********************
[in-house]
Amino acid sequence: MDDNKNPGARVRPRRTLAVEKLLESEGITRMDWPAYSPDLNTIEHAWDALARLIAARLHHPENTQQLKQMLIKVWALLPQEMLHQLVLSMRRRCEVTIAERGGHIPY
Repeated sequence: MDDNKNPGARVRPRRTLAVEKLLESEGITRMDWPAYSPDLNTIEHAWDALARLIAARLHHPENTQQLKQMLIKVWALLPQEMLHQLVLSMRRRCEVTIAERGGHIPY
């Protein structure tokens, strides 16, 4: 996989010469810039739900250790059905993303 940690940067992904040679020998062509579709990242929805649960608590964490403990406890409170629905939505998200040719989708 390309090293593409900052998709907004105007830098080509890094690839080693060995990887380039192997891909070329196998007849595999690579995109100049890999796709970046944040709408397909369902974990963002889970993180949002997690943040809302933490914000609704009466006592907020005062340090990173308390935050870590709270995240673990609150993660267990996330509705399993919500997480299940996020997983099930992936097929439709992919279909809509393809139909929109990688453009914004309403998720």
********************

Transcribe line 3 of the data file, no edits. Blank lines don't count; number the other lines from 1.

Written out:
Repeated sequence: MDDNKNPGARVRPRRTLAVEKLLESEGITRMDWPAYSPDLNTIEHAWDALARLIAARLHHPENTQQLKQMLIKVWALLPQEMLHQLVLSMRRRCEVTIAERGGHIPY